Area driving school is keeping people safe on the roads and in the classrooms


Owner Nikki Bisconer first opened the doors at Driving 101 in January 2006

Mitch Torres
For ClarkCountyToday.com

VANCOUVER — Nikki Bisconer is the president and founder of Driving 101. The school has helped teach Clark County residents, both young and old, to drive for 15 years. 

First opening its doors back in January 2006, Bisconer has been working hard to help keep drivers safe on the road through a comprehensive program that uses various teaching methods. The school offers both Drivers Education, as well as being an approved site for Washington State Department of Licensing exams.

Nikki Bisconer is the president and founder of Driving 101. The school has helped teach Clark County residents, both young and old, to drive for 15 years. Photo courtesy of Mitch Torres
Nikki Bisconer is the president and founder of Driving 101. The school has helped teach Clark County residents, both young and old, to drive for 15 years. Photo courtesy of Mitch Torres

The driving school has a few locations. The main building and sites are at both Battle Ground High School and Prairie High School. The current location, which sits just south of Battle Ground School District’s Prairie High School, is still relatively new. 

“We were in East Ridge Business Park for the first 10 years,” Bisconer said. Being so close to the high school, Driving 101 has worked to partner with several area organizations ranging from Battle Ground Community Education to the Clark County Sheriff’s Office. 

The pandemic has called for the school to make some quick changes, especially in the early months. 

“We had to completely reinvent ourselves.” Bisconer said, “It was overnight that the instructors had to learn how to use Zoom, how to get our PowerPoints to where they could go through Zoom, how to play the videos through there.” she said.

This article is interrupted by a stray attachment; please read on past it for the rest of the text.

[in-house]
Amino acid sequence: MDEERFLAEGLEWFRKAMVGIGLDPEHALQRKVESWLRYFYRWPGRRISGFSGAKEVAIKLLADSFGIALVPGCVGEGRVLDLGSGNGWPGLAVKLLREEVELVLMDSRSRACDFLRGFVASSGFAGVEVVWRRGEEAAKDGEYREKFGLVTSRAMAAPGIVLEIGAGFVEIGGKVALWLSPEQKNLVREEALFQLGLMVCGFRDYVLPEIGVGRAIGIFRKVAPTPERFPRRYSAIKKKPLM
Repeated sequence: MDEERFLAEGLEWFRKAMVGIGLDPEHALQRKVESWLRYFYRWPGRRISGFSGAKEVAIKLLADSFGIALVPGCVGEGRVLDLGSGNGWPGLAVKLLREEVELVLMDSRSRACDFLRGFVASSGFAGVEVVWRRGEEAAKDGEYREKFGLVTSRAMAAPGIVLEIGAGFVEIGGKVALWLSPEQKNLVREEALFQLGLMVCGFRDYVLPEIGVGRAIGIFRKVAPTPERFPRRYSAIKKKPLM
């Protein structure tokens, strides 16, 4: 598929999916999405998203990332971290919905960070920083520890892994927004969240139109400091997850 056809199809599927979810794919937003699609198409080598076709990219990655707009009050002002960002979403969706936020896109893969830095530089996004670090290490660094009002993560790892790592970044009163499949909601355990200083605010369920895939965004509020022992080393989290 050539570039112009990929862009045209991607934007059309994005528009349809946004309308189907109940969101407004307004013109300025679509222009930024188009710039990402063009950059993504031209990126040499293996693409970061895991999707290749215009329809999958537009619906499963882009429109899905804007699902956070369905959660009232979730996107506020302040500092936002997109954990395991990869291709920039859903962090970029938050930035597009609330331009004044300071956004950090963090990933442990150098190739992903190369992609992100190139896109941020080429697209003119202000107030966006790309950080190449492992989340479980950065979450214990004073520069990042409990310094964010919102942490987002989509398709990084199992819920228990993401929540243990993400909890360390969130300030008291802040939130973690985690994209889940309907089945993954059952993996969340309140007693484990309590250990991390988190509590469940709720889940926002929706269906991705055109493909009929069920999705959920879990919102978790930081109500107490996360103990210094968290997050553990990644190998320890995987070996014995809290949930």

The difficulty of making rapid adjustments didn’t hold the school down, however.

Though the school did have to close its doors for a month following the beginning of the pandemic, since reopening, the positivity of Bisconer, and the over one dozen hard-working staff members, hasn’t been slowed. 

“To be optimistic and think, okay, this is only temporary, everything is temporary, it’ll get better, and just keep pushing through,” she said.

And that optimism is something that isn’t limited to the staff of the school. 

“People come here to do their drives and their testing, and they’re excited to be out of the house and doing something too,’’ she said. “And it’s easier to stay positive when other people are staying positive.”

Though Driving 101 did have to close its doors for a month following the beginning of the pandemic, since reopening, the positivity of Owner Nikki Bisconer, and the over one dozen hard-working staff members, hasn’t been slowed. Photo courtesy of Mitch Torres
Though Driving 101 did have to close its doors for a month following the beginning of the pandemic, since reopening, the positivity of Owner Nikki Bisconer, and the over one dozen hard-working staff members, hasn’t been slowed. Photo courtesy of Mitch Torres

Bisconer also sees the extended amount of time many in Clark County have at home as an opportunity for learning and family bonding. 

“We don’t have a lot to do right now. So, [students] are getting a lot of time to practice driving because we’re not going to movie theaters, we’re not going to our friends’ houses as much,” she said. “So, it’s good bonding time with your kids to be able to go and practice right now.”

As families are spending more time together, Bisconer notes that going out and practicing driving is useful for young drivers. “A fun way to bond with your kids is just to go out and practice driving, it’s safe, and it burns some time, and how great it’s getting them ready to be on the road by themself.”

To learn more about Driving 101, visit www.drvn101.com.

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